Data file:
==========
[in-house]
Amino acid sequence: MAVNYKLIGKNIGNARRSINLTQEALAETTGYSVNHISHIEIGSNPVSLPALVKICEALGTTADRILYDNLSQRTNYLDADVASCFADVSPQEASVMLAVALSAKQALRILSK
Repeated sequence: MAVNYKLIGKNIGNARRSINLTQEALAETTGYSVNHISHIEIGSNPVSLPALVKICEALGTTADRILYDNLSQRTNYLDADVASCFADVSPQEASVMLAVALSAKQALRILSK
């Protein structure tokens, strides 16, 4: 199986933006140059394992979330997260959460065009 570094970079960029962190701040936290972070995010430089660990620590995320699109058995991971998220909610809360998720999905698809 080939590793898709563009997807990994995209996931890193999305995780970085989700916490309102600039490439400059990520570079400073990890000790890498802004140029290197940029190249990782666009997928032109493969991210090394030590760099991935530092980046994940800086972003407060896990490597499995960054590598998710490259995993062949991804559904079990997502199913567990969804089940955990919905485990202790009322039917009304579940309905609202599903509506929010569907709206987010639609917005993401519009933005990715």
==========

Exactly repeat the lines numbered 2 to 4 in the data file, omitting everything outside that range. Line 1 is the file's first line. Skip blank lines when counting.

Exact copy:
Amino acid sequence: MAVNYKLIGKNIGNARRSINLTQEALAETTGYSVNHISHIEIGSNPVSLPALVKICEALGTTADRILYDNLSQRTNYLDADVASCFADVSPQEASVMLAVALSAKQALRILSK
Repeated sequence: MAVNYKLIGKNIGNARRSINLTQEALAETTGYSVNHISHIEIGSNPVSLPALVKICEALGTTADRILYDNLSQRTNYLDADVASCFADVSPQEASVMLAVALSAKQALRILSK
């Protein structure tokens, strides 16, 4: 199986933006140059394992979330997260959460065009 570094970079960029962190701040936290972070995010430089660990620590995320699109058995991971998220909610809360998720999905698809 080939590793898709563009997807990994995209996931890193999305995780970085989700916490309102600039490439400059990520570079400073990890000790890498802004140029290197940029190249990782666009997928032109493969991210090394030590760099991935530092980046994940800086972003407060896990490597499995960054590598998710490259995993062949991804559904079990997502199913567990969804089940955990919905485990202790009322039917009304579940309905609202599903509506929010569907709206987010639609917005993401519009933005990715």